Former UEFA boss Michel Platini was held in custody by anti-corruption police in Paris on Tuesday questioning, along with a former advisor to ex-president Nicolas Sarkozy and Sarkozy's close aide and former minister Claude Guéant, as part of investigations into the controversial attribution to Qatar of the 2022 football World Cup in a vote by FIFA officials in 2010.
In just a few years the International Centre for Sport Security, an NGO based in Doha, has made a name for itself in the global fight against corruption in sport. But Football Leaks reveals a hidden side to this organisation which is funded by the Qatari state and which works with the United Nations, the Council of Europe and Sorbonne University in Paris. In April 2015 former police officers working for the ICSS went to Lausanne to tail one of the key figures in world sport, the Kuwaiti sheikh Ahmad Al-Fahad Al-Sabah. Mediapart's Antton Rouget and Mathieu Martinière and Robert Schmidt from independent journalistic collective We Report investigate.
Over several years, Qatar injected 1.8 billion euros into French football club Paris Saint-Germain (PSG) in a massive breach of the Financial Fair Play regulations of European association football’s governing body UEFA. Mediapart reveals here the background to the affair and how the then president of UEFA, Michel Platini, and his secretary general, Gianni Infantino, who is now president of FIFA, helped cover up the fraud, allowing the club to escape exclusion from the prestigious and lucrative Champions League.
The United Arab Emirates (UAE) last Friday announced a ban on all women and girls travelling with Tunisian passports to the Gulf state on its national airline Emirates and sister carrier Etihad, citing fears of a terrorist attack. While the ban was lifted after just hours, following outrage in Tunisia and from passengers stranded worldwide, the Tunisian government responded at the weekend with a ban of all UAE flights to and from Tunis. But the events are far from an anecdotal spat, for behind the row is the far deeper conflict of a power battle in the Middle East. Lilia Blaise reports.
US and Brazilian investigators have discovered a payment from Qatar of 22 million dollars made to a former executive committee member of world football governing body FIFA shortly after he and his colleagues controversially awarded the Gulf state the 2022 World Cup, well-informed sources have told Mediapart. The payment was made to Ricardo Teixeira, former head of the Brazilian Football Confederation and paid into his account with the Pasche Monaco bank in Monte Carlo, which was then a subsidiary of French bank Crédit Mutuel-CIC. Geoffrey Livolsi and Yann Philippin report.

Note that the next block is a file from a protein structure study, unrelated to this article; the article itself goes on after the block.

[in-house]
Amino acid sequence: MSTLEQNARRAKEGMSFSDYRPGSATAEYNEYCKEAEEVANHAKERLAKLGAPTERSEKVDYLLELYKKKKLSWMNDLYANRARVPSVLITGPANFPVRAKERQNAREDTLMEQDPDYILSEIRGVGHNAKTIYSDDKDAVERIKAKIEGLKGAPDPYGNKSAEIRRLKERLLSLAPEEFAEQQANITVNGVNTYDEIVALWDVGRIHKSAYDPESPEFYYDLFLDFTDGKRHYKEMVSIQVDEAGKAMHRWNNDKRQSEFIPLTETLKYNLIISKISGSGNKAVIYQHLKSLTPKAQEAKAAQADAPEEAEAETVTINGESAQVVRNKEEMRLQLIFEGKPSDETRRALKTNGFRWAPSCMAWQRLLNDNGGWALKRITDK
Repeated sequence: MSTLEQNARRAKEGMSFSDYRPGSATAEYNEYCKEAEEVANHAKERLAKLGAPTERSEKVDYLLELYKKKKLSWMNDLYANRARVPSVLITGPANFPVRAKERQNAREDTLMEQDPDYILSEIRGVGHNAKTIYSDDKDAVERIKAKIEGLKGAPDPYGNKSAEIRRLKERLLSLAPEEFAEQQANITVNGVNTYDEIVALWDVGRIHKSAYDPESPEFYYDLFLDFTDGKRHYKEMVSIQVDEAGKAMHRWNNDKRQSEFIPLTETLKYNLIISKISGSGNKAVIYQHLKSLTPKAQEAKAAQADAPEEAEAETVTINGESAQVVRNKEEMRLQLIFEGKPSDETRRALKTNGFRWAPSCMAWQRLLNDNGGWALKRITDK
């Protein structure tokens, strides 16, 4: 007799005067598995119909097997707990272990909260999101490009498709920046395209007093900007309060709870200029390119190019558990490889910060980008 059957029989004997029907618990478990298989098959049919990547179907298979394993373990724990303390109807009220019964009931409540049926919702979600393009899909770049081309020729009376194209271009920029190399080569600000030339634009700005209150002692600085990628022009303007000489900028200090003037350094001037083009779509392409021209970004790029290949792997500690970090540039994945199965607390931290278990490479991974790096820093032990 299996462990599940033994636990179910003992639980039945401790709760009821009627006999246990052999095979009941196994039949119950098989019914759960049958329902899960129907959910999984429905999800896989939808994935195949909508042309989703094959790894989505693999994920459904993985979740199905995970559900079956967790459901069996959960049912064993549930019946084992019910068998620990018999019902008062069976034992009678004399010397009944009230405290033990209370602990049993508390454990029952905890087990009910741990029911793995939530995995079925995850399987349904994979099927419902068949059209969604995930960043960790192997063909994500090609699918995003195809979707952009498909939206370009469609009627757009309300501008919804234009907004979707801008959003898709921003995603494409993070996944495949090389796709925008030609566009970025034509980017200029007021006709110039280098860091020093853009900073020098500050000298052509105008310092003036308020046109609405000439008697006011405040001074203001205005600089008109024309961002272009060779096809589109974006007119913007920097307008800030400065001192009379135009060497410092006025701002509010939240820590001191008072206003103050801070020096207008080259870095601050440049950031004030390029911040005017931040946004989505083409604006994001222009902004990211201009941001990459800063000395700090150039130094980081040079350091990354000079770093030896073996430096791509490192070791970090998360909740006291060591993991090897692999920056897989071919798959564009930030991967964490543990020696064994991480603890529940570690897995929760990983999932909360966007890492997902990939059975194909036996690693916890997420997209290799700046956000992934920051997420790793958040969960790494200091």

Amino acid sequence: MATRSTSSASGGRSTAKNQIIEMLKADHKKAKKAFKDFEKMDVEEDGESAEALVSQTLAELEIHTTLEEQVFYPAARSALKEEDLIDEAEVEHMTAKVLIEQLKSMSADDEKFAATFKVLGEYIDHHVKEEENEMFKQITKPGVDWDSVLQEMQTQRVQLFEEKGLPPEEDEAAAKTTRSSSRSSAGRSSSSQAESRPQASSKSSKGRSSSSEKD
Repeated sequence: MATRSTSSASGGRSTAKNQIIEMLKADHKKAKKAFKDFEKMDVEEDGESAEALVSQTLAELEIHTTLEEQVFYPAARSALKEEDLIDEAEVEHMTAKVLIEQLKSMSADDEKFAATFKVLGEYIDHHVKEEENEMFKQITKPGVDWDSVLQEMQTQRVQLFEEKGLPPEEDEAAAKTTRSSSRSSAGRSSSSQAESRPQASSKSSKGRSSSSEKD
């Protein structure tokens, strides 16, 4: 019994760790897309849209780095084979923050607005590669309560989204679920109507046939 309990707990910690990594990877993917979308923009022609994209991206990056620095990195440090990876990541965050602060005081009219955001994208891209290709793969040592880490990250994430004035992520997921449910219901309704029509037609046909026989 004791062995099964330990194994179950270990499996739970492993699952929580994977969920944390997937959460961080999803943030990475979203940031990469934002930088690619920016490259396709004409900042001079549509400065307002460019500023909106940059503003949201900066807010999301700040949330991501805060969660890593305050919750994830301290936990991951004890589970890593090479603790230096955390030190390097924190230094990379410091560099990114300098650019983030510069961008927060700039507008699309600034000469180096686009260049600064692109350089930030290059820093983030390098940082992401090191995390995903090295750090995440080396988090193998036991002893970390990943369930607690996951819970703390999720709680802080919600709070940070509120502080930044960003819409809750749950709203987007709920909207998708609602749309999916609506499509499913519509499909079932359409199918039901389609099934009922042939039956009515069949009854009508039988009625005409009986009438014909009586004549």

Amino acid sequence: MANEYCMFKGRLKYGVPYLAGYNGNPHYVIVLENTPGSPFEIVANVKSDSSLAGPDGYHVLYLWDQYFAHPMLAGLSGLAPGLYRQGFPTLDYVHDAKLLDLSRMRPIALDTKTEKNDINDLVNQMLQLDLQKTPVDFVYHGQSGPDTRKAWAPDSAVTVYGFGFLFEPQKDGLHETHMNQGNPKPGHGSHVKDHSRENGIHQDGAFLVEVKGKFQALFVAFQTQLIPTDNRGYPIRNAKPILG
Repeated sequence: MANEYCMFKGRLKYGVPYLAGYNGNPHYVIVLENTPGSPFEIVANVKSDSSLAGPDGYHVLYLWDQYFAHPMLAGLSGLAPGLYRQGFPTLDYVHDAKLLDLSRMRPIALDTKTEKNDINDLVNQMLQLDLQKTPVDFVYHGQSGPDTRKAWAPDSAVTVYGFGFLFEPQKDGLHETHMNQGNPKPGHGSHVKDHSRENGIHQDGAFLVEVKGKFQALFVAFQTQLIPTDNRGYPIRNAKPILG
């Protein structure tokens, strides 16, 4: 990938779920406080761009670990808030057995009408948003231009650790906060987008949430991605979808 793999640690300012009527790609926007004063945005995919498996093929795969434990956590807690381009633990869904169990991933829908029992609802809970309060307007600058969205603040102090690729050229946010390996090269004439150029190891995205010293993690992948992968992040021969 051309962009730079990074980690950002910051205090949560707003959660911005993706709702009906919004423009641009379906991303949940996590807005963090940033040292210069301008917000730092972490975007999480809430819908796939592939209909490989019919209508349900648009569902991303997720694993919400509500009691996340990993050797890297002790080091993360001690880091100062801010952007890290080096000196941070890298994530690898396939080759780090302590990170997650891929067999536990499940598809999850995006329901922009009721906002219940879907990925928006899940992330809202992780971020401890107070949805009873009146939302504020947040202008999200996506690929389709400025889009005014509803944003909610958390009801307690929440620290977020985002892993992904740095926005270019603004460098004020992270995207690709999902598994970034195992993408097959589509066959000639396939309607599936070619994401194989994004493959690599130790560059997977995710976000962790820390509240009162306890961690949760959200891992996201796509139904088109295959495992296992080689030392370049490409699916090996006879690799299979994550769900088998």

The former commercial director of EADS – now Airbus – Jean-Paul Gut, who set up the commercial and marketing system that is now at the centre of parallel corruption investigations by French and British police, received a 'golden parachute' of around 80 million euros, it can be revealed. A joint investigation by Mediapart and German weekly Der Spiegel also shows that the European aerospace group was willing to continue using Gut as a highly-paid consultant even after he left his lucrative post in 2007.
Former French culture minister Audrey Azoulay was elected as the new director general of UNESCO on Friday, in a narrow victory over her Qatari rival Hamad bin Abdulaziz al-Kawari. Azoulay’s election to the top post at the UN science, education and culture agency was the result of a profound divide among its Arab member states, and served a severe blow to Qatar’s ambitions of influence on the world stage. René Backmann witnessed first-hand the tensions during the six rounds of voting, which at one point almost ended in a fist fight, and in this report of the events he analyses the tough tasks ahead for Azoulay amid the decision by the US and Israel to quit the organisation.
French foreign minister Jean-Yves Le Drian, speaking in Qatar, where he met with his counterpart Sheikh Mohammed bin Abdulrahman al-Thani, called on Saturday for the lifting 'as soon as possible' of the sanctions against Qatari nationals imposed by Saudi Arabia, the United Arab Emirates, Bahrain and Egypt which affect 'bi-national families that have been separated or students'.
Sepp Blatter, the head of football's ruling body FIFA, and former French star Michel Platini are now in the sights of the Swiss judicial authorities. Blatter is being investigated for “criminal mismanagement”, while questions have been raised over an allegedly “underhand” payment the Frenchman received from the FIFA boss. Football writer Antoine Grynbaum describes how the once-close relationship between the two men turned sour and what it means for Platini's own bid for football's top job.
President François Hollande travelled to Doha to sign the Rafale deal, the fighter plane's third foreign contract after sales to Egypt, India.
Deal estimated in excess of €6bn is third such contract in under 3 months and highlights recent revival of the jet’s commercial prospects.
Sepp Blatter, who is to run for a second term of office as head of FIFA, told French radio 'we cannot play the World Cup in summer' in Qatar.
Agreement between Lycée Voltaire in Doha and France does not involve changes to religion classes or dividing classes by sex, ministry insists.
Zahir Belounis, held in Qatar without pay due to the country's sponsorship system for migrant workers, has been granted an exit visa.